Somehow, these 200 were able to put aside all the external differences between David and Saul and see the internal difference God had tried to warn them about years before, the difference in heart.
Differences in heart are always expressed most clearly under pressure, which is often the point of applying it. Saul used his anointing to serve himself. David used his anointing to serve others.
Here is what I learned from the 200 outlaws of Keilah who left their homes to follow a rogue: I have no excuse to not do what I’m called to.
• Lack of resources does not disqualify me; it might be a mark of God’s approval.
• An absence of supporters does not signal failure; it might mean I am on the right path.
• Being loved by losers is better than not being loved at all, and betrayal by one’s friends is much preferable to the approval of one’s enemies.
David acted like a king before he had the king’s resources. He defended Israel before he had an army. He dispensed justice and mercy before he wore a crown. He found ways to expand the kingdom in his spare time, from a makeshift office in the cave of Adullam.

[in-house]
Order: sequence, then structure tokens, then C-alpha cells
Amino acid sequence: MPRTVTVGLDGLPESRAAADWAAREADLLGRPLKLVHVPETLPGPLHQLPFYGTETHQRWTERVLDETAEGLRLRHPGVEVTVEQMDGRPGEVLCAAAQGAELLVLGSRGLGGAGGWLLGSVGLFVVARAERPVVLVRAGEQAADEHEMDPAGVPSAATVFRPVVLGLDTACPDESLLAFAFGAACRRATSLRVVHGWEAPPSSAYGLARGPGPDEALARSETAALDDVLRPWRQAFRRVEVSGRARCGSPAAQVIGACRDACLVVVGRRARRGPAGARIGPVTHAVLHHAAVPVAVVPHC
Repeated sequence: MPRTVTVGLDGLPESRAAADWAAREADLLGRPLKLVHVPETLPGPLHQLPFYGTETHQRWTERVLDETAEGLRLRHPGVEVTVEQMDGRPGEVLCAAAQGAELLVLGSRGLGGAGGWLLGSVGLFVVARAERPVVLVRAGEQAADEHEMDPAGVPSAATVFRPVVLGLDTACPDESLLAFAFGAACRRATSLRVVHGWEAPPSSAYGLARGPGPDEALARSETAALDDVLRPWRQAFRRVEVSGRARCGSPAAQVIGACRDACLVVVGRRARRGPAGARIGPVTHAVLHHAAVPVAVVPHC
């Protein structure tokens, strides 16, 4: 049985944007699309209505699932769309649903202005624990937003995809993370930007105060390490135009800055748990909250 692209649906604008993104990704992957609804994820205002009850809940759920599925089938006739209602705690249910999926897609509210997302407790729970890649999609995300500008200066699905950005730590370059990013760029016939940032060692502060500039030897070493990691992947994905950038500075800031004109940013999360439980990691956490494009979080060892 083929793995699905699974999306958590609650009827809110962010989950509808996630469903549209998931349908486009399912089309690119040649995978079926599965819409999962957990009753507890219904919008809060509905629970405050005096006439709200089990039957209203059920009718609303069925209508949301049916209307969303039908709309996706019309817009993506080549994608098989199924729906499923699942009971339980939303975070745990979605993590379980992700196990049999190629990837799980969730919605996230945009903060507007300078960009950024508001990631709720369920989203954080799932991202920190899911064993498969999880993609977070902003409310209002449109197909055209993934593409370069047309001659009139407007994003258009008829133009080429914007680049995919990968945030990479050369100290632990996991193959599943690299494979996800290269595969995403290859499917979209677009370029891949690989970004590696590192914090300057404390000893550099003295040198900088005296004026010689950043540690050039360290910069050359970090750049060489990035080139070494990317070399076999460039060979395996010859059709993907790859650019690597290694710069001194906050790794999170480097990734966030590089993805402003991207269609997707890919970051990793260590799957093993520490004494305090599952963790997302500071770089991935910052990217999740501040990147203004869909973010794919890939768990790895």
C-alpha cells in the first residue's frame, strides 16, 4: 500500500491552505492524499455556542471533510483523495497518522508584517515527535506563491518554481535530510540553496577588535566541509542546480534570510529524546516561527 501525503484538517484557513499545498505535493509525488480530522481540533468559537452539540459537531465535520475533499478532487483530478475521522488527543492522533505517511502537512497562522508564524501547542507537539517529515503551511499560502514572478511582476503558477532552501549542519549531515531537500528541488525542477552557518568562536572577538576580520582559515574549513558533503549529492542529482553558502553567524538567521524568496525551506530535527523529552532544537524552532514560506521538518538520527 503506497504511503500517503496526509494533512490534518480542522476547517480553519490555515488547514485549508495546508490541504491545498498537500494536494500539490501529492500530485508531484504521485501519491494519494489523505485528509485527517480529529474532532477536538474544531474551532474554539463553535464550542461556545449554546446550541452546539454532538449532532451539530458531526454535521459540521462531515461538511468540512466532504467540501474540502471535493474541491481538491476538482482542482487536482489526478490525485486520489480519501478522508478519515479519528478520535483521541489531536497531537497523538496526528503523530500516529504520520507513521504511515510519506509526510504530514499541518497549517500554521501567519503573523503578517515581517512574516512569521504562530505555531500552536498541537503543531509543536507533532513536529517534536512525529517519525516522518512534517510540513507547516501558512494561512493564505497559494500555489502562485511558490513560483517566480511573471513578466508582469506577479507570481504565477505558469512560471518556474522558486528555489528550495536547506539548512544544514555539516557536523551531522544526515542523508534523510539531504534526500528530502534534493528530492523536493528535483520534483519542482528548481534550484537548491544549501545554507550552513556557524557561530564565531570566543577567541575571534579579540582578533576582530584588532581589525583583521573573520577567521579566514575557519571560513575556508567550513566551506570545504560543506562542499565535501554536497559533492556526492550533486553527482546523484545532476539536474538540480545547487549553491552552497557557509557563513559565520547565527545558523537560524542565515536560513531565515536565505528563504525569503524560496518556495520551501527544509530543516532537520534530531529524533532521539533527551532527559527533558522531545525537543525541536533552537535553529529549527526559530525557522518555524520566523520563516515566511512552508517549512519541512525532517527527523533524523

In short, David was a good king before he was a king at all.
Runt the Hunted forced me to ask myself the question I was trying to brush off onto my story hero, JaRed son of ReDemec, a field mouse with more courage than I will ever have: Who do you think you are?
Like David, we’ve already been told. The oil was poured out on our heads when we were ruddy and young, when our friends and family didn’t believe. But we knew. We were called to a royal priesthood. We have been given the privilege of adoption. We have been called to be kings and priests.
Now we must decide what we will do with this anointing.
Will we be good kings before we are crowned?